Sometimes we believe that we can’t give something up because we think it’s such a part of us, something that God’s so clearly given us. It could be some gift, that gives us such life and energy, or it could be a ministry that is such a clear blessing to others.
It seems wrong to forsake or squash these good things because we can’t see how God will take these gifts and re-use them in unimaginable ways. All we see in front of us is death. The promise of resurrection can seem so far off and impossible.
One of the hardest things for me in heading overseas was to give up a wonderful opportunity to pursue a potential music career with a really good friend. The music was good. It gave life and energy to me and others. The words brought deep and important truths to many listeners. And I felt like I was alive every time we played.
Giving it up felt like I was killing a God given part of myself, and of my friend too!
But when I got to the new land, I found that the task of language learning would be just as exciting and engaging. It made me come alive and energize me in the same way. And conversations felt like jam sessions with master musicians. I began to love the music of the language that would roll out of my mouth in endless conversations with people who had never before heard the good news. The gift squandered became something used anew.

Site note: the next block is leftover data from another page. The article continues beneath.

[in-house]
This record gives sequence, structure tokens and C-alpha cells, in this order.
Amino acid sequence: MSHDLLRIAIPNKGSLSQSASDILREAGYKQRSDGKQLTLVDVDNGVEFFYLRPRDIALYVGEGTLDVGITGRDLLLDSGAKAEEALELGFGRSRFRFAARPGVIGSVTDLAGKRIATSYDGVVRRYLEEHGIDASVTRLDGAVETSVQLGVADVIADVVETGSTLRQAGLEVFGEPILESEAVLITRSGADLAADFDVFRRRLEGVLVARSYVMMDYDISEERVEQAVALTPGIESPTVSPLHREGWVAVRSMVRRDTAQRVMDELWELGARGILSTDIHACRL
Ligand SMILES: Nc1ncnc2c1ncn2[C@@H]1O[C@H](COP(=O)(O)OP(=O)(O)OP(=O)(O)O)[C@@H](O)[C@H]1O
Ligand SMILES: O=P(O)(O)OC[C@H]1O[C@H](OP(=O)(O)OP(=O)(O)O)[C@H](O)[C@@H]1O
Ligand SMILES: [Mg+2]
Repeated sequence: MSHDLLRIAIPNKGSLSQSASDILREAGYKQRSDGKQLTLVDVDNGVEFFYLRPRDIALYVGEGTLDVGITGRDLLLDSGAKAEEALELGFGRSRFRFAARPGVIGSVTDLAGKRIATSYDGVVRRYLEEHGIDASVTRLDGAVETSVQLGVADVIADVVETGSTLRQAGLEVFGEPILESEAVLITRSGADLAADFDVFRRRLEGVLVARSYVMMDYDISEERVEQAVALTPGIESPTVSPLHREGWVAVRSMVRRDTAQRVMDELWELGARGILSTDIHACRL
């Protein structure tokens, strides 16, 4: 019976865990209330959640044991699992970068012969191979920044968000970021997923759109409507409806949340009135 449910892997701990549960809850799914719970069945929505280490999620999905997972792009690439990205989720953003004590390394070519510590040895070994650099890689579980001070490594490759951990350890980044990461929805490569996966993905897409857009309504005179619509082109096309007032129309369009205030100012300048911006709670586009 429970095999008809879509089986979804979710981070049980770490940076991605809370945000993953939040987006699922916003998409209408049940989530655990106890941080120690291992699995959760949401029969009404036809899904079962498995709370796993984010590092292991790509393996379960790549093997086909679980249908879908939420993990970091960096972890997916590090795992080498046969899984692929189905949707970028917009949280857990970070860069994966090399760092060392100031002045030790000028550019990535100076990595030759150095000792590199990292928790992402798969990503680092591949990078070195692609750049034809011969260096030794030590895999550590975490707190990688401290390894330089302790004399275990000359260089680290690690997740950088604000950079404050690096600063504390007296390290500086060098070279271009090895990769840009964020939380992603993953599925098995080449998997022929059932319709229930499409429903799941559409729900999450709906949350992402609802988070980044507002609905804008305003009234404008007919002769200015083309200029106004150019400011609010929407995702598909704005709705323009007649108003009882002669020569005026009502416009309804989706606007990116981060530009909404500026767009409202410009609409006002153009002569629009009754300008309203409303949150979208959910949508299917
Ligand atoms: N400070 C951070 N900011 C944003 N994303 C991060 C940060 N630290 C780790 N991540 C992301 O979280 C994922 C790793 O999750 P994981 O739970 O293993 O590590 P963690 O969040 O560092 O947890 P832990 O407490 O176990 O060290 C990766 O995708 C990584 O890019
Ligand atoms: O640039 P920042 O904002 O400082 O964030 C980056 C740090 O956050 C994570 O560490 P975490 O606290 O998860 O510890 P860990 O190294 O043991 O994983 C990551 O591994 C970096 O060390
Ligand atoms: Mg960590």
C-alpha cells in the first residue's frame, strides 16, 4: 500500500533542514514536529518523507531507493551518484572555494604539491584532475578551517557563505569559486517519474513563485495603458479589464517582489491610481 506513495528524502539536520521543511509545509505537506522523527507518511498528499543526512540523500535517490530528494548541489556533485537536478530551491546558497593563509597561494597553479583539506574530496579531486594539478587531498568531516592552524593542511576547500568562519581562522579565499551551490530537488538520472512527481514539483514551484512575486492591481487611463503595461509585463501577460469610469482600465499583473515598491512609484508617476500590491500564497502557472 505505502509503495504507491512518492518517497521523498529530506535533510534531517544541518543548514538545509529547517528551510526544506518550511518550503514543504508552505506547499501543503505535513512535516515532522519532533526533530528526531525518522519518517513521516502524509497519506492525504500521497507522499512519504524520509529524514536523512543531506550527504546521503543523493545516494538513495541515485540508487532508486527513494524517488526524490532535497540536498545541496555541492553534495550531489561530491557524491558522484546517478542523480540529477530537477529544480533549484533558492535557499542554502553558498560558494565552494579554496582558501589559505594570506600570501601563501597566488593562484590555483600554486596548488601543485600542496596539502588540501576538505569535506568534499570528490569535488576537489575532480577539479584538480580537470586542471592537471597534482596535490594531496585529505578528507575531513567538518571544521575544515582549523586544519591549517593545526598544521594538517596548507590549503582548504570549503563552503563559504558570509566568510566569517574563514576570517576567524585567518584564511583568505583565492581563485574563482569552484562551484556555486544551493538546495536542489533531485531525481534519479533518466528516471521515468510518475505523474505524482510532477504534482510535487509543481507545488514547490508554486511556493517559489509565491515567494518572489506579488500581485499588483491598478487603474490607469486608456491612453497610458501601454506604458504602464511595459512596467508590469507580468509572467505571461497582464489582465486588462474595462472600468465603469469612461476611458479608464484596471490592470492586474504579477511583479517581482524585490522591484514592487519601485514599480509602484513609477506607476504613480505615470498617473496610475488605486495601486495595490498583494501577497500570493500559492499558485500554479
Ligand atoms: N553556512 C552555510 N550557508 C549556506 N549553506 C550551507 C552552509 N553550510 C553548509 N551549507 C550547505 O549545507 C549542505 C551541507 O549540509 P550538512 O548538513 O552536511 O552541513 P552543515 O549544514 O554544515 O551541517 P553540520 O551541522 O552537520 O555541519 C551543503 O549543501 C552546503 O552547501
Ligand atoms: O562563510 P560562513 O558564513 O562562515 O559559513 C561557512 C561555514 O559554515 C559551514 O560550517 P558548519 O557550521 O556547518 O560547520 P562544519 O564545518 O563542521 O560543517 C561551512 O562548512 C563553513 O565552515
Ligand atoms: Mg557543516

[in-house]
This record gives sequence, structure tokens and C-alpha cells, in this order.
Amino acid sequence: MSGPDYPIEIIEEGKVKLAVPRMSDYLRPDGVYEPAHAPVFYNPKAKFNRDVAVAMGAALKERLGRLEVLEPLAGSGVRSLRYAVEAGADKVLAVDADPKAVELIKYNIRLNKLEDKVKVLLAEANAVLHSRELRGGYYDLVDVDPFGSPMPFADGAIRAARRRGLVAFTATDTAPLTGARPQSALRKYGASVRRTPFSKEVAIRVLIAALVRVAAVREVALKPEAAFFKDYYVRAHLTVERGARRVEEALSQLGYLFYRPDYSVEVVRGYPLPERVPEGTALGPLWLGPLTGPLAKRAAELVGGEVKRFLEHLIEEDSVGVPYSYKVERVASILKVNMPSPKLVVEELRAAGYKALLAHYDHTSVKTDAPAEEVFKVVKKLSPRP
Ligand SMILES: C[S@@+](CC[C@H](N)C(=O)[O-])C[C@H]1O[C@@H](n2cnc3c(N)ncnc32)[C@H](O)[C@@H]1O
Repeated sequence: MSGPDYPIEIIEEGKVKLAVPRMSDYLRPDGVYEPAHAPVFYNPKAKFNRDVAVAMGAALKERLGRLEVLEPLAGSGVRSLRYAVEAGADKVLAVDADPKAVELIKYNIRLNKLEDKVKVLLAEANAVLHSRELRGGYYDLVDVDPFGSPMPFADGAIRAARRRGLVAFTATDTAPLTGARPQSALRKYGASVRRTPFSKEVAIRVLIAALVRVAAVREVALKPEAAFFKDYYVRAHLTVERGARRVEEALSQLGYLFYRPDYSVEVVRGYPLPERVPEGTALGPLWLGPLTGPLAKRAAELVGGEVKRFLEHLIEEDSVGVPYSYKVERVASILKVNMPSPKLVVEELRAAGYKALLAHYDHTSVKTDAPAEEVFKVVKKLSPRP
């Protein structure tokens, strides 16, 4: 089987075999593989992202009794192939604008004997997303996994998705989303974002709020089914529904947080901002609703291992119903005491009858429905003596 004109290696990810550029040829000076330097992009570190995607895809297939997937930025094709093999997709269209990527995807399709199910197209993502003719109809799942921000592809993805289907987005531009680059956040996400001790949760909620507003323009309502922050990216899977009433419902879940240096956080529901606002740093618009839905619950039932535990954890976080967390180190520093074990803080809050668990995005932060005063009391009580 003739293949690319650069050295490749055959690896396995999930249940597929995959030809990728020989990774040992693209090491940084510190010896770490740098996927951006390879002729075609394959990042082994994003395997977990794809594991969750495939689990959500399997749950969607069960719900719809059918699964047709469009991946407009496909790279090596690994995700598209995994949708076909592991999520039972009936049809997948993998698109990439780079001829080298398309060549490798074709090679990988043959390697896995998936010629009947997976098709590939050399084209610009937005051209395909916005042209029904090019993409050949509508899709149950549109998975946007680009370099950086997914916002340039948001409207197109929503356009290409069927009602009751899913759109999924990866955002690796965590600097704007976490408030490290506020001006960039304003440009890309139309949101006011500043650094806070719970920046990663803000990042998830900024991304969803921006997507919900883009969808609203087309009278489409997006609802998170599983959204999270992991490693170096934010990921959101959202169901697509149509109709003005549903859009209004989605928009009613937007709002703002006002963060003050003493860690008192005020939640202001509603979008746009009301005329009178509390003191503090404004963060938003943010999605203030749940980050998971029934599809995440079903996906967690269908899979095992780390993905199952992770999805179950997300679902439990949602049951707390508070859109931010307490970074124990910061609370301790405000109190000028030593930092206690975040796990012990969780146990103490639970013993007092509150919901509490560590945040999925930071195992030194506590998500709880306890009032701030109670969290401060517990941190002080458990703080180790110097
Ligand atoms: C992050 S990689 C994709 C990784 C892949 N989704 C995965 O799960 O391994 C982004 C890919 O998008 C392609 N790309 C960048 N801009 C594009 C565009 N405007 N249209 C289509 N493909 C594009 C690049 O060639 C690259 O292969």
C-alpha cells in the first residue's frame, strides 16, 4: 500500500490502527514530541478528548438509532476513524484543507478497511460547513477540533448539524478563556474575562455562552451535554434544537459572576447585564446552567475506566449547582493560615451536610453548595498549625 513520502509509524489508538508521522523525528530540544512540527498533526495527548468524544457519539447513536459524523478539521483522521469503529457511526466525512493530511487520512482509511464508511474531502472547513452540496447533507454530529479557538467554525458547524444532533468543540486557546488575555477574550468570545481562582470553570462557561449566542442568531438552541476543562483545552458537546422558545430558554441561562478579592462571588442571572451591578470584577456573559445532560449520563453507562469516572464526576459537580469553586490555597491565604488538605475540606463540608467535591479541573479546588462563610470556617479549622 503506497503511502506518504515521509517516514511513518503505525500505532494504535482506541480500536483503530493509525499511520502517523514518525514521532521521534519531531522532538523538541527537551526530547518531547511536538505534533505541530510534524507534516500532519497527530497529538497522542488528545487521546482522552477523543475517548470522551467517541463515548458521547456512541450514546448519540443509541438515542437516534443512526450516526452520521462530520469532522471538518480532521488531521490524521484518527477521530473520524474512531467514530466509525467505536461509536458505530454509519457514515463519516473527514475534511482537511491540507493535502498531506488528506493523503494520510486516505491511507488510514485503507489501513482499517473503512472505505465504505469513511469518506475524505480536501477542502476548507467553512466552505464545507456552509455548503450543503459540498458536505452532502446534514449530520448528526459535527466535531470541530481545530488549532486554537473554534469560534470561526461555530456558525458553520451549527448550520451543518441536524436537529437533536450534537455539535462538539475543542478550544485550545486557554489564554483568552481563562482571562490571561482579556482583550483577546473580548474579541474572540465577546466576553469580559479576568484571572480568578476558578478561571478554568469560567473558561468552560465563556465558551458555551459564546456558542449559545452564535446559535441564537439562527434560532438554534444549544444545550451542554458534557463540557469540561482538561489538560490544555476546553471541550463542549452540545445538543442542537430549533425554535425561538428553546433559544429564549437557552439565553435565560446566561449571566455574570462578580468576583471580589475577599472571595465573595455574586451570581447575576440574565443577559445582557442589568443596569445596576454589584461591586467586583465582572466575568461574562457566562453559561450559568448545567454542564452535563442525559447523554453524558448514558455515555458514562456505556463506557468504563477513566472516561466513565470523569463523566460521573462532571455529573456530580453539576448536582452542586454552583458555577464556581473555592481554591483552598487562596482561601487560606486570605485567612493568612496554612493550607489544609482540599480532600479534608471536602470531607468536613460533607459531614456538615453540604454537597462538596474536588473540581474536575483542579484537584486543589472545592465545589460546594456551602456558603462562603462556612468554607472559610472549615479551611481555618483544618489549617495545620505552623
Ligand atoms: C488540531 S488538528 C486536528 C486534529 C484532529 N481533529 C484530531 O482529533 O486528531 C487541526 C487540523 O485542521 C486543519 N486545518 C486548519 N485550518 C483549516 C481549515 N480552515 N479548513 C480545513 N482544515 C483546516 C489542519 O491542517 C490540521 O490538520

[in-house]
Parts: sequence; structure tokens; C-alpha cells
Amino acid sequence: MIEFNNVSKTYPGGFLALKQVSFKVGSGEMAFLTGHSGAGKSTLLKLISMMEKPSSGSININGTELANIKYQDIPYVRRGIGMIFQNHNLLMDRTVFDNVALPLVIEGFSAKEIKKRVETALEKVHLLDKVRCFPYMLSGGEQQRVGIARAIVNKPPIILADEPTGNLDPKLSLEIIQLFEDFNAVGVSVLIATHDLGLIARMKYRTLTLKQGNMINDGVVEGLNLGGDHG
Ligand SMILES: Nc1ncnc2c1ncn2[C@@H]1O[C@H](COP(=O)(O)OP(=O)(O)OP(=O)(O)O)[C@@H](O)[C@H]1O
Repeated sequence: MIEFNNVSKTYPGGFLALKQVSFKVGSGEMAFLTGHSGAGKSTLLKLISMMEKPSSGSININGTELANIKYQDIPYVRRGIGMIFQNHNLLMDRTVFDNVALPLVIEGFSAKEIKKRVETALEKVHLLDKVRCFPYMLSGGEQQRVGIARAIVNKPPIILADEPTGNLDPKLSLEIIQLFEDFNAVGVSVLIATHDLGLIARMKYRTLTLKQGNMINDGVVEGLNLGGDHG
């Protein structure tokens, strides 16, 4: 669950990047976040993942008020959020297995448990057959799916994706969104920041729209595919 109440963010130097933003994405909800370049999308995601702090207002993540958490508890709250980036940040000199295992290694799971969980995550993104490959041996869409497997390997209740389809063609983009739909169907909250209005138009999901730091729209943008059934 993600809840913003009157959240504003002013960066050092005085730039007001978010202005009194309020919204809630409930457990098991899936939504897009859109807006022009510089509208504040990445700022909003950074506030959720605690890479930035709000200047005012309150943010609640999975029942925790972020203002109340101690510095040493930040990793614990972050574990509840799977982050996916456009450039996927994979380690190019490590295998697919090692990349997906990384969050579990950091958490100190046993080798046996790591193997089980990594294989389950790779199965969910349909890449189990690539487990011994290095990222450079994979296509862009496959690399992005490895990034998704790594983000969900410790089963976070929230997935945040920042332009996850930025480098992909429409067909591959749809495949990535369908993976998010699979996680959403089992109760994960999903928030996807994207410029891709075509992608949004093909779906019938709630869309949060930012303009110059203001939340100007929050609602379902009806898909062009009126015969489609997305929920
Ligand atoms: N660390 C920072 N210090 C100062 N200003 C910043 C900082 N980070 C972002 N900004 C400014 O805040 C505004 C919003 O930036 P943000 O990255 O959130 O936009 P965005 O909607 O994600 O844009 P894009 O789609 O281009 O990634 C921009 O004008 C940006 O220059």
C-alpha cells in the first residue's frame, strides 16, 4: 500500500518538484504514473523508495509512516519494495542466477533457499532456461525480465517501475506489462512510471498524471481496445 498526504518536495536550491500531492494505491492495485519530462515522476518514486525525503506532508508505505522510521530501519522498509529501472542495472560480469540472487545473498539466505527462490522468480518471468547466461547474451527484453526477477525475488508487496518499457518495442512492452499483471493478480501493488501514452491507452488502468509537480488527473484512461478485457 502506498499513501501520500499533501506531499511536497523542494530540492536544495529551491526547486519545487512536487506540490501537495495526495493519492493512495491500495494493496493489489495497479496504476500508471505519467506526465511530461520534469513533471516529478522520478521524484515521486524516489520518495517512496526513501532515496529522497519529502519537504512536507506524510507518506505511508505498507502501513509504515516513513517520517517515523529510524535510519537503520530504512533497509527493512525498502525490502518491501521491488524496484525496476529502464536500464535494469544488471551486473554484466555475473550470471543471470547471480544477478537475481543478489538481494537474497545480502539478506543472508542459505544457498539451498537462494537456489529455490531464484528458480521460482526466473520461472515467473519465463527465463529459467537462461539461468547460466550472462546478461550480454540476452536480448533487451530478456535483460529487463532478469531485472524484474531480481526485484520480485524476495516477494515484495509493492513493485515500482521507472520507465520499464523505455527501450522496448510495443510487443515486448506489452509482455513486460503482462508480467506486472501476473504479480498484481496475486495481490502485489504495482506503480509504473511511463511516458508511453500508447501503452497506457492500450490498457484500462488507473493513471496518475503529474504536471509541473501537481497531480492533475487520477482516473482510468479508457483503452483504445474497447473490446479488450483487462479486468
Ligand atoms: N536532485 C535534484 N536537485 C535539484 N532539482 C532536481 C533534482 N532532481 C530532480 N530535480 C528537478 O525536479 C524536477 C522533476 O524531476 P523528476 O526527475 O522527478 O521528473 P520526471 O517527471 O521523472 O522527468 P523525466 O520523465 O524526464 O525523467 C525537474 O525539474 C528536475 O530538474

Abraham went to sacrifice Isaac, the very son that God so clearly promised him. Isaac was supposed to be the conduit for all the fruitfulness and everything he knew to be true about God’s promises.
But he still went and sacrificed him. Even though he didn’t understand and it seemed so wrong.
To follow God’s call to take the gospel to the nations, his people will have to make brutal, painful, sometimes seemingly senseless and counter-productive sacrifices. But when we look with faith, we will see him come through on his good promises.